Teen singer Jennifer Lauren is convinced she has what it takes to be country music's next superstar. Now all she has to do is convince Nashville. 

Nashville Bound

Don't tell Jennifer Lauren her chances are one in a million. She'll argue her odds are better, and they are: one in a half million.

Even the most starry-eyed dreamer would scratch this lottolike probability goodbye. But for 18-year-old Lauren, it's more than a pipe dream, a lark or a passing fancy. For Lauren, it's her one true thing: stardom. And for this class of '99 graduate of Lee Davis High School, nothing is more on her mind.


!S! "Electric"
!S! "Promises To Keep"
Real Audio Required

Below cornflower-blue skies, Jennifer Lauren belts out the words to "Fancy" like a "Star Search" contestant going for broke. Heart-tugging lyrics that could only be country smack the air: "Here's your one chance, Fancy, don't let me down." Like a lover blowing a kiss, Lauren waves to the crowd seizing her "Star Search" moment — one that escaped her nine years ago.

Here, on stage, a mere arm's length from the King William County audience, Lauren exercises her junior-level star appeal. From the center of the high school's football field, she sings for every man, woman and child dotting the bleachers or rocking the sea of folding chairs.

The turnout is good for this afternoon concert to benefit the King William County volunteer fire department.

A crowd of more than 300 wind-tousled heads looks up expectantly from hot dogs and Pepsis. Never mind that the grandson of a country-music legend is up next. Lauren's cover-girl looks and gets-down-where-you-live voice command attention. Some have heard her before; many listen for the first time. One thing is clear: When Lauren takes the stage, she's not riding the coattails of another band's lead, or warming up the crowd for even today's big-name headliner, Hank Williams III. For now, the microphone is all hers. Jennifer Lauren is in her element and she's the main event.

Dolled up in a ruby-red satin dress and long sable fur, she thumbs the coat's collar, tips her ivory Stetson and winks at her fans from behind silver-rimmed sunglasses. Among the onlookers, 10-year-old D.D. McQuillen stands glazed-eyed as close as she can to the stage. She sways the yellow "do not cross" fire tape loosely, as if it were velvet cording roping off a statue in a museum. McQuillen watches Lauren's every move, lip-synching words to those songs she knows by heart. Her freckled face and long strawberry-blond hair shine in the sun as she inches still closer, hoping that the Jennifer Lauren T-shirt she wears catches her idol's eye. McQuillen has never met Lauren, but in the middle of a song break she turns declaring: "I love her."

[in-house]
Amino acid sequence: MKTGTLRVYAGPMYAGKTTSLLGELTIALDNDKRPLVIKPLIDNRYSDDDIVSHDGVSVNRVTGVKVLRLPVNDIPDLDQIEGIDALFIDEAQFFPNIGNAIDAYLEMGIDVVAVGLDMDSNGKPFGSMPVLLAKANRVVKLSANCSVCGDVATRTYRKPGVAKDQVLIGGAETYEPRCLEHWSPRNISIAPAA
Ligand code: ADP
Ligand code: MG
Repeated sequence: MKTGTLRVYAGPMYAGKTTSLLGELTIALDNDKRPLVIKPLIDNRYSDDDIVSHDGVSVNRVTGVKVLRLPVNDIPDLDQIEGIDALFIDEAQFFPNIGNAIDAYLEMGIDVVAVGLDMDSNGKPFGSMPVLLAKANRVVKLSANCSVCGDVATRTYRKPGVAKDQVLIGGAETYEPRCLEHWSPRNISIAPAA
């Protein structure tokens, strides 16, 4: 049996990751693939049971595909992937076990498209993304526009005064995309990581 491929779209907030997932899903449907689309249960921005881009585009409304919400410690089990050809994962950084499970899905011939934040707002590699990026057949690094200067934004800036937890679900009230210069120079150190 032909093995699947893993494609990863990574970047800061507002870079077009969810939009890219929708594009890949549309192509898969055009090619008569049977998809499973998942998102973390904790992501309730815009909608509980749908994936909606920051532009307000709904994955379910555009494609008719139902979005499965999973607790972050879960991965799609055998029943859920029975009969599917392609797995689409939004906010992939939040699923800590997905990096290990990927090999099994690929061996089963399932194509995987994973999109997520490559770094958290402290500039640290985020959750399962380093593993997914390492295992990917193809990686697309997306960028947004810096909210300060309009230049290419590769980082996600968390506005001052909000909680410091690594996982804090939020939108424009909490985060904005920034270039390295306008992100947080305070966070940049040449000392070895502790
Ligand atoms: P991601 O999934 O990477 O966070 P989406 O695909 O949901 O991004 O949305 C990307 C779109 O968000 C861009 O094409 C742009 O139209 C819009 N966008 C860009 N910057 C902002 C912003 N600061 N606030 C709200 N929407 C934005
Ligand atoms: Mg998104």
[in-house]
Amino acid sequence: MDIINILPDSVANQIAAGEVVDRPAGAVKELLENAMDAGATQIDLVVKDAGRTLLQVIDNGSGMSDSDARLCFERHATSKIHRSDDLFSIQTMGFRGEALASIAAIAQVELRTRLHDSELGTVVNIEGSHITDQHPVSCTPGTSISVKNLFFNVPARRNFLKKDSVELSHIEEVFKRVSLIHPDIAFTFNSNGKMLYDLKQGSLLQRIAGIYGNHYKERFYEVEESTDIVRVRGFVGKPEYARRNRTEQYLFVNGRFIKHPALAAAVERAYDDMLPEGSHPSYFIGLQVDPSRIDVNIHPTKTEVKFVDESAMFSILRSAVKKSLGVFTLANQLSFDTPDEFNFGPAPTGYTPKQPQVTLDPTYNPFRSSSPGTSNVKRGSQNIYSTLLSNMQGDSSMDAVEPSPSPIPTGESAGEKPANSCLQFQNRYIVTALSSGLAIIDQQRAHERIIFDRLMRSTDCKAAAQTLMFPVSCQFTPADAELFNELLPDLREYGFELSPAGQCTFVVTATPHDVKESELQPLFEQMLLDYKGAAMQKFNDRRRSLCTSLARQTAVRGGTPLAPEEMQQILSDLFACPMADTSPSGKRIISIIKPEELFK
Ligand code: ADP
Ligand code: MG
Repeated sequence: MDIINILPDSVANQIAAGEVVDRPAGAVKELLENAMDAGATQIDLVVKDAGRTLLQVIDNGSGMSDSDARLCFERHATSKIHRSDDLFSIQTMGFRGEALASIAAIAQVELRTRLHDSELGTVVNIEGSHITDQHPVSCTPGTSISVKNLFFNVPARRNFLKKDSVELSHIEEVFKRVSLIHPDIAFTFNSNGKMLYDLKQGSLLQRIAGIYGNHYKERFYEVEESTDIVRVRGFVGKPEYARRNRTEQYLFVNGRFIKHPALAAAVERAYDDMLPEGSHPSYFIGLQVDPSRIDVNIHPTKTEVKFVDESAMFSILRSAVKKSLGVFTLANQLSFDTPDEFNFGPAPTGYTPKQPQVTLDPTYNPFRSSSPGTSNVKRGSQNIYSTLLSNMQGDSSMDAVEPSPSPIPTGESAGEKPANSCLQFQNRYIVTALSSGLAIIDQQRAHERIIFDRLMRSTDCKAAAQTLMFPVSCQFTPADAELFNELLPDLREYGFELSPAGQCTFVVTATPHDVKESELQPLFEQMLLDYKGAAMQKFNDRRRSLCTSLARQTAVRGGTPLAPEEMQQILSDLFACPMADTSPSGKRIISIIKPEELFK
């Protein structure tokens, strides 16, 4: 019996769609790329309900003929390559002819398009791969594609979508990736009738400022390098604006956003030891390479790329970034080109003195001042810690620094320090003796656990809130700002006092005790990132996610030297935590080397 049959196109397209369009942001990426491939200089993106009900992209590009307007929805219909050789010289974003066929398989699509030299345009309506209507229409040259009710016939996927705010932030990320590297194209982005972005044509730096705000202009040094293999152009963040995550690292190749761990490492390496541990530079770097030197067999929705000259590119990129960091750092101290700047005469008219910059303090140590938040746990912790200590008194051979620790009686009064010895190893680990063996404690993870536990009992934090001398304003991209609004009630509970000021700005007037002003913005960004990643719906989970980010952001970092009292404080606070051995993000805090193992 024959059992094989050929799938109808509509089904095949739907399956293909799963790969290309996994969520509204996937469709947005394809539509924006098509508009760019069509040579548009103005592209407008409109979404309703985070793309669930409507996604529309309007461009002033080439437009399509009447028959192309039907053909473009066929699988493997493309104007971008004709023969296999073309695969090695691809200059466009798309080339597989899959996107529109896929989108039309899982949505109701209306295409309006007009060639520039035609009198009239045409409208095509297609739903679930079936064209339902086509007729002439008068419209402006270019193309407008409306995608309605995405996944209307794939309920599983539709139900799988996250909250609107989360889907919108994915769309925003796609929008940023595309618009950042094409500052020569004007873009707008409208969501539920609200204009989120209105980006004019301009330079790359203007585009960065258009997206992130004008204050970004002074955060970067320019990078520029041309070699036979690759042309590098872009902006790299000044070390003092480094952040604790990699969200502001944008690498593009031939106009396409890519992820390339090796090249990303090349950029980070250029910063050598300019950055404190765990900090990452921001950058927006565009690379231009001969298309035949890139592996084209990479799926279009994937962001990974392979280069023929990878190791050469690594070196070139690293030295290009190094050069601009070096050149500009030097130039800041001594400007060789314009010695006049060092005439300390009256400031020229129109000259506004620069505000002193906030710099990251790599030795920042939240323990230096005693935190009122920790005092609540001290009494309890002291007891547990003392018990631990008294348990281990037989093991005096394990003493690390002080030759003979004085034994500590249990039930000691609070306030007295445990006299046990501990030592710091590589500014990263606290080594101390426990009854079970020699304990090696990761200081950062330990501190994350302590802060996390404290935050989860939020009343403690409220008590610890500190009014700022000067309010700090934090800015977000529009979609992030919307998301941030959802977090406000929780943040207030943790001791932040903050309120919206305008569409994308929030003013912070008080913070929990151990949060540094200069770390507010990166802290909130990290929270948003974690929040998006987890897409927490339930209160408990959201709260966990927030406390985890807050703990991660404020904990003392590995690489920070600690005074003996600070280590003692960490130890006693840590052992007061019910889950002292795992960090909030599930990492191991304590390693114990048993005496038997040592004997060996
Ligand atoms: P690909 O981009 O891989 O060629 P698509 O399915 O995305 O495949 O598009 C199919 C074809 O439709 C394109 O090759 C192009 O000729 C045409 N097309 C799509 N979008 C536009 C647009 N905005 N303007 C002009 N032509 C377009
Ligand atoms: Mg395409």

After a 14-song lineup — including five Jennifer Lauren originals performed for the first time in front of an audience — and three costume changes Lauren thanks the audience and introduces the band and her producer, Ron Fitzgerald. She is quick to plug her soon-to-be-released album, "Change of Heart."

"Y'all be sure to look for it sometime in July." The wind now is so brisk it seems to whistle for an encore.

Backstage, a bouquet of roses and her father, John Niess, wait. Just over his shoulder, a green and silver tour bus buzzes in the field. Shiny-chromed, white-walled and spray-painted in cursive with the name, Hank Williams III, it waits to carry this musician and his band home.

But if Jennifer Lauren has her way, her name will shine from the marquees of America's most prestigious concert halls. She'll be the next Nashville darling, a LeAnn Rimes or Shania Twain. If Jennifer Lauren has her way, she'll be kissing Mechanicsville goodbye before you can say Chattahoochie.

Could this kind of super-stardom be the destiny of this 18-year-old graduate from Lee Davis High School? The 400 members of her fan club think so. Others say it's a high-stakes game and risky business.

Continue to Part 2


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